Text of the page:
These used to not be a problem at all, when I first entered the land of the DVD. When a new DVD was released, it would be in the pimped-out special edition for the normal price and then, later in the DVD's run, you'd scrap the special edition and put out a bare-bones disc, which obviously got people to get their DVD's right when they came out, so they could get all the goodies. The consumer was actually kind of punished for waiting, because, unless you could find it used, all that was left was the bare-bones version. Well, the strategy worked, because almost every Tuesday I would find myself at Target or Wal-Mart picking up the latest addition to my collection, and I'm sure there are thousands of people just like me in this regard. But, like the little scamps that you are, you wanted more. Now, some DVD's are starting to come out in the two versions at the same time, but with a catch: the bare-bones disc is the normal price, while the special edition is jacked up a few bucks more. Last Tuesday, at my local Target, they carried those two versions of King Kong, with the bare-bones version selling for a thrifty $13.99 while the special edition went for $20.99. There were also comparable recent releases like this for Jarhead, Harry Potter and the Goblet of Fire and the new post-Oscar version of Crash.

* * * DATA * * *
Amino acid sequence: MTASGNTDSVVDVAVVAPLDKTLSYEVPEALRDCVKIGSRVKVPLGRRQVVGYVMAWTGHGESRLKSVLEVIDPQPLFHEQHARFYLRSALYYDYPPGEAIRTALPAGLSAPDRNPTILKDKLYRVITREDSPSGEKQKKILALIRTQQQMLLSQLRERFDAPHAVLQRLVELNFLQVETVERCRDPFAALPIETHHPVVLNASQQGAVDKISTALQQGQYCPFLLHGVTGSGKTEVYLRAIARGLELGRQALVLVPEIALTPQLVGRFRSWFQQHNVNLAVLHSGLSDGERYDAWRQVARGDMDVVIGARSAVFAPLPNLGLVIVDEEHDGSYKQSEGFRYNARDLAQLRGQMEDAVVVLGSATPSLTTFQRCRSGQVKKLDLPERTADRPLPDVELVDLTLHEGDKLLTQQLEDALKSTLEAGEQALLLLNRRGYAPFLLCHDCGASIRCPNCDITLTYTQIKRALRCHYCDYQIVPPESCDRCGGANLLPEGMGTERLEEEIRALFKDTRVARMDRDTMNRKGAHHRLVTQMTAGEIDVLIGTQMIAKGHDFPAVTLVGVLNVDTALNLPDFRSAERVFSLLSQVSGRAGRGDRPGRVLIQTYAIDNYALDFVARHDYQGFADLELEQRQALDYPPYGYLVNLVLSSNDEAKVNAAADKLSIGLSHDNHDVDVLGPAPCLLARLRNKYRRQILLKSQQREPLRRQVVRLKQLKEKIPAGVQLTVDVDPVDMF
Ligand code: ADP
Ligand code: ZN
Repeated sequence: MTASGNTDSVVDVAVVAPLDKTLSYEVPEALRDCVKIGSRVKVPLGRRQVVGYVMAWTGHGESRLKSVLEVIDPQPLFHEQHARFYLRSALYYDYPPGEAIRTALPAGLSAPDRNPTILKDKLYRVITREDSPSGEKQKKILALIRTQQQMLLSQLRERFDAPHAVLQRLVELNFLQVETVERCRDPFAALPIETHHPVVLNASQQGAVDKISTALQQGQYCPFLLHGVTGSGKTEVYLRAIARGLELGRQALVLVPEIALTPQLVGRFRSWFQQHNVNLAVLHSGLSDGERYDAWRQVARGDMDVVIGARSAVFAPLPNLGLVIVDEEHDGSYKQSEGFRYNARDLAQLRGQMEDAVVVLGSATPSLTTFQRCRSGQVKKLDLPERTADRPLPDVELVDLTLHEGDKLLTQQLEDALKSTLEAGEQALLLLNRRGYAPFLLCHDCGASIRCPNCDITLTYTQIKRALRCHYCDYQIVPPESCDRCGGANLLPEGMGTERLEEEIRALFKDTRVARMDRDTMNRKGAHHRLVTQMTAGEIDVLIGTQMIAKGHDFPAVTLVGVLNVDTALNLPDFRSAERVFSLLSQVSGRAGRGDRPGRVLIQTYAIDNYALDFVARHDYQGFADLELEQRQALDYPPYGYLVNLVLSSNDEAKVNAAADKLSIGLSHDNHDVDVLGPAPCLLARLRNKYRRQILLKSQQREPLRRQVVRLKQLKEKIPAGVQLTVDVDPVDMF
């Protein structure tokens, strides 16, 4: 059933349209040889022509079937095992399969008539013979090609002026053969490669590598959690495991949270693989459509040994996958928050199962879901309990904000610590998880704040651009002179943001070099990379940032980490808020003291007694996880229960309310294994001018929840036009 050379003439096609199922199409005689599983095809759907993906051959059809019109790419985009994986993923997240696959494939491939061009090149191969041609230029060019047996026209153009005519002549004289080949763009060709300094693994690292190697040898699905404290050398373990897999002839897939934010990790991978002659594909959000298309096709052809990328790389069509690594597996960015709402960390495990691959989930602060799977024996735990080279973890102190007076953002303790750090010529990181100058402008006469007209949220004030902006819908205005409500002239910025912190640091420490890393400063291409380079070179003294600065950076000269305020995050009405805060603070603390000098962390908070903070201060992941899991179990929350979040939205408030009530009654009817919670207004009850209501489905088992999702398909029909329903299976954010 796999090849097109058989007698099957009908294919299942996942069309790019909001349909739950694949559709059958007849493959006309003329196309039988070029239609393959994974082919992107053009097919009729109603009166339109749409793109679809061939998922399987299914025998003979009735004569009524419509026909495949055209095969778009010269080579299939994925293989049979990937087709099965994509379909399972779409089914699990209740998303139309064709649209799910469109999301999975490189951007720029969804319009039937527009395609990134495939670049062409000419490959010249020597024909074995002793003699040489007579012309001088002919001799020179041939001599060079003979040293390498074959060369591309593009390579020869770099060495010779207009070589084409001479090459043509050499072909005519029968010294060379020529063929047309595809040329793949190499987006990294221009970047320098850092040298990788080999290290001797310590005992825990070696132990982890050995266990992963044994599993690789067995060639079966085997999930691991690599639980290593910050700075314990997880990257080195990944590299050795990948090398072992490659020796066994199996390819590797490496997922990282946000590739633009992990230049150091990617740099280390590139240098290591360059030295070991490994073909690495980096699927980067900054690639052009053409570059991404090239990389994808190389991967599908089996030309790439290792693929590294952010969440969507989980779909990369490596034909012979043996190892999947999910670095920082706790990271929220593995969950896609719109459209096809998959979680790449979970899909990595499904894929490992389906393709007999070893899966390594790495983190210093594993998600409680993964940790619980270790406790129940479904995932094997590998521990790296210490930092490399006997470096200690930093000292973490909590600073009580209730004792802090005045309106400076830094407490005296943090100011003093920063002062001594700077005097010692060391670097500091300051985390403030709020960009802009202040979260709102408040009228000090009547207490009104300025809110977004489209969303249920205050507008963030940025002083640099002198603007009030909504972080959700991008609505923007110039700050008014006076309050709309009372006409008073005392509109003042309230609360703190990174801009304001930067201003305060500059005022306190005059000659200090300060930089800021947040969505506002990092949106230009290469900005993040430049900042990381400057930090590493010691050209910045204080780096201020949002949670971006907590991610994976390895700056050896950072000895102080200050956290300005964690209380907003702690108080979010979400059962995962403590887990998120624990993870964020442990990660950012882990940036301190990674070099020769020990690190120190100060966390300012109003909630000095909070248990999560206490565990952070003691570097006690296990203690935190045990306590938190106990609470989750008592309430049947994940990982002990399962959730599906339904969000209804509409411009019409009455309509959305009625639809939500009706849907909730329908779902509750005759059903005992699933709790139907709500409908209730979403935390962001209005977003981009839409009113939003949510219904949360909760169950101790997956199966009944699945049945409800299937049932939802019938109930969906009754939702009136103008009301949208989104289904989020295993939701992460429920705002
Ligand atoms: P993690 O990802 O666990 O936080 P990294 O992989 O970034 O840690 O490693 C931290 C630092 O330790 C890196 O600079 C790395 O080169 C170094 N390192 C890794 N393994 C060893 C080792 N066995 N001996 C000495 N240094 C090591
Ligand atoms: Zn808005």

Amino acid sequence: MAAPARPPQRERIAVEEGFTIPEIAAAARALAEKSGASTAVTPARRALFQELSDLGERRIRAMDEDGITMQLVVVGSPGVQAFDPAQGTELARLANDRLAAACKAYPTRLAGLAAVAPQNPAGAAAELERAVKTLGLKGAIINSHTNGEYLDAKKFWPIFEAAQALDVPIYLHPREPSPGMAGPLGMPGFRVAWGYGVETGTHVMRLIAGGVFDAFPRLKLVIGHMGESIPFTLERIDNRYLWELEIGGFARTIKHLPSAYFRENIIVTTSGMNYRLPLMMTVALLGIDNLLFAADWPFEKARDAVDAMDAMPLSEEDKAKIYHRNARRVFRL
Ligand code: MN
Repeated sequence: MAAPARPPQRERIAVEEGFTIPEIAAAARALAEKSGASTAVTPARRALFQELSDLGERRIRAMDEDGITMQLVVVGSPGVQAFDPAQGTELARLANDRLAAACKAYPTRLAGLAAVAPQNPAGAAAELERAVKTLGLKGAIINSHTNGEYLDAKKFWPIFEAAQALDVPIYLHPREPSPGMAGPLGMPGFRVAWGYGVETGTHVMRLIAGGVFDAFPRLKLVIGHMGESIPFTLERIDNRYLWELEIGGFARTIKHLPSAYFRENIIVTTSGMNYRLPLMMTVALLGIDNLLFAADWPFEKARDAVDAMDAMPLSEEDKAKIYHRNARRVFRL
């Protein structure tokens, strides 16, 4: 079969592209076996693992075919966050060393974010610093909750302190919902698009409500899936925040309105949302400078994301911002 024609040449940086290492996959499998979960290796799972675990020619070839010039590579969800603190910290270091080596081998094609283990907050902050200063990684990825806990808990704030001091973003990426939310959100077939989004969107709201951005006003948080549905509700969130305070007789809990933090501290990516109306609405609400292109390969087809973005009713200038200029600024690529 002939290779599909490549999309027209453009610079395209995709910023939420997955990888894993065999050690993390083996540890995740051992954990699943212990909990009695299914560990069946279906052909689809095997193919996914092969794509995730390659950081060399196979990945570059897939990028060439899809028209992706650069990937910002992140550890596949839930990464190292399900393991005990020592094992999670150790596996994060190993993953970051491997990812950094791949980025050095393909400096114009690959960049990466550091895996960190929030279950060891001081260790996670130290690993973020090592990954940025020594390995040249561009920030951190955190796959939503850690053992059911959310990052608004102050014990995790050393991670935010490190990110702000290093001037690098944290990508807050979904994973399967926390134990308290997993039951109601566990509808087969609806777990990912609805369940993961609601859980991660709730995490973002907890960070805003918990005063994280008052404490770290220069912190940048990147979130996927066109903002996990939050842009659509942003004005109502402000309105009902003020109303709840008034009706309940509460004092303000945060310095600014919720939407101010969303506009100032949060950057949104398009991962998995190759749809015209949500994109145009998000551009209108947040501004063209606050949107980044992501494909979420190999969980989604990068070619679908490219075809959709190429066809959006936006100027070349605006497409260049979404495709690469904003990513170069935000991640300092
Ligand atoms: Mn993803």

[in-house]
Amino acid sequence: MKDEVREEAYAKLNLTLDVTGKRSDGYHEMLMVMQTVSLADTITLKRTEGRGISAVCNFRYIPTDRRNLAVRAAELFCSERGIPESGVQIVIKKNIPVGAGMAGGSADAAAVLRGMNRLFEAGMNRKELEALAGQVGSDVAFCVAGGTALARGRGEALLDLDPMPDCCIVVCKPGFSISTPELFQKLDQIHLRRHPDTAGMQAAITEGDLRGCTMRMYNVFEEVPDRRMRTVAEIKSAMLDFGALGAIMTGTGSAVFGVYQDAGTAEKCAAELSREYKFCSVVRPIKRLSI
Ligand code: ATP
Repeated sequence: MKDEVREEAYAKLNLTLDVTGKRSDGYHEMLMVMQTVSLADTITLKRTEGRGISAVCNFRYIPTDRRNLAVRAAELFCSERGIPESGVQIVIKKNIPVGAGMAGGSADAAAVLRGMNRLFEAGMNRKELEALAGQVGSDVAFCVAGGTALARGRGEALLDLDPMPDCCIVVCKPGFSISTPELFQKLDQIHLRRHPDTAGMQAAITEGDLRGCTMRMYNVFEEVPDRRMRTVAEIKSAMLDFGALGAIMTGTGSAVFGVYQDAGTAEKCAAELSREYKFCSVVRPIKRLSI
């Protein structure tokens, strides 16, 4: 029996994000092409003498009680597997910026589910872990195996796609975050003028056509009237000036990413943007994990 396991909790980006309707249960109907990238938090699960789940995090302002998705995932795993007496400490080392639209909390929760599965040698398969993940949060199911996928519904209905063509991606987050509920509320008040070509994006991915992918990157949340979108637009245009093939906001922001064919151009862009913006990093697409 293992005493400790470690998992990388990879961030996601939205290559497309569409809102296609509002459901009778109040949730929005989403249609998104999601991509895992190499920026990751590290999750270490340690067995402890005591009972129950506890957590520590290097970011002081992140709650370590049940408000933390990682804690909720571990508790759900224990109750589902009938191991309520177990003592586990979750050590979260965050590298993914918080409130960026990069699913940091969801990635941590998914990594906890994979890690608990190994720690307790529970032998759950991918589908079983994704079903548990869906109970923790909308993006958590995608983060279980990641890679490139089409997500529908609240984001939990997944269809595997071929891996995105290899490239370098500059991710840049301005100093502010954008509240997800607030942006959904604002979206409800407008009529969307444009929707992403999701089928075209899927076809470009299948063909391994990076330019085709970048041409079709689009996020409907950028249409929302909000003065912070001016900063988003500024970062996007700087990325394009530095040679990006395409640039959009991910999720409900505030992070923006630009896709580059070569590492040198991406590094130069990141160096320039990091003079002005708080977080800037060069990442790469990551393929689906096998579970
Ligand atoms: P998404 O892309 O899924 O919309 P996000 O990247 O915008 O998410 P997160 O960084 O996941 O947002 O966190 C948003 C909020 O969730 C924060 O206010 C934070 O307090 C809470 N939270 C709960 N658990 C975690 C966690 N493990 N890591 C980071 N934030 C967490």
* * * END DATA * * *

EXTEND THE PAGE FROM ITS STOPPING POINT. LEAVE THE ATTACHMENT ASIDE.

So, instead of being punished for not being timely with our purchases, we're being punished for actually liking special features, to the tune of 7 bucks a head. And, if that wasn't enough, if you're a widescreen devotee like I am, the $20.99 version of King Kong is the only one you can get in widescreen, with the bare-bones version only in fullscreen. Life is not good, you bastards! You get us hooked on the DVD's and now have the audacity to charge us more for the special features that make DVD's so great? Who do you people think you are? I do have a solution to all this, but first, there's something else bothering me.